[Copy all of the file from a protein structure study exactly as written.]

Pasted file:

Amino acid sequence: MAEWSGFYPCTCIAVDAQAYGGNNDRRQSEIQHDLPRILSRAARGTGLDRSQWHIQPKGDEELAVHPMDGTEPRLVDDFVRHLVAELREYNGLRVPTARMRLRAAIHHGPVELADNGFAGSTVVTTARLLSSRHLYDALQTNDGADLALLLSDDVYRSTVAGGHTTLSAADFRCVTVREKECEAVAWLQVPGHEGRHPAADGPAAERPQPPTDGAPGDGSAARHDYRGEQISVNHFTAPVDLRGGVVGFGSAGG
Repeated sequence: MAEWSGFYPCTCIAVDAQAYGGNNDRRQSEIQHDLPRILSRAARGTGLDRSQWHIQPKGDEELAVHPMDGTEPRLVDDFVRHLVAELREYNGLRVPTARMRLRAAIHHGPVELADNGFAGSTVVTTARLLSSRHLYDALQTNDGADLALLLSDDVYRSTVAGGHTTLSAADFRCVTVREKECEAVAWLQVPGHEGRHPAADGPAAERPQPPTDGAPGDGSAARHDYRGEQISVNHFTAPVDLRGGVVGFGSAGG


Amino acid sequence: MAEWSGFYPCTCIAVDAQAYGGNNDRRQSEIQHDLPRILSRAARGTGLDRSQWHIQPKGDEELAVHPMDGTEPRLVDDFVRHLVAELREYNGLRVPTARMRLRAAIHHGPVELADNGFAGSTVVTTARLLSSRHLYDALQTNDGADLALLLSDDVYRSTVAGGHTTLSAADFRCVTVREKECEAVAWLQVPGHEGRHPAADGPAAERPQPPTDGAPGDGSAARHDYRGEQISVNHFTAPVDLRGGVVGFGSAGG
Repeated sequence: MAEWSGFYPCTCIAVDAQAYGGNNDRRQSEIQHDLPRILSRAARGTGLDRSQWHIQPKGDEELAVHPMDGTEPRLVDDFVRHLVAELREYNGLRVPTARMRLRAAIHHGPVELADNGFAGSTVVTTARLLSSRHLYDALQTNDGADLALLLSDDVYRSTVAGGHTTLSAADFRCVTVREKECEAVAWLQVPGHEGRHPAADGPAAERPQPPTDGAPGDGSAARHDYRGEQISVNHFTAPVDLRGGVVGFGSAGG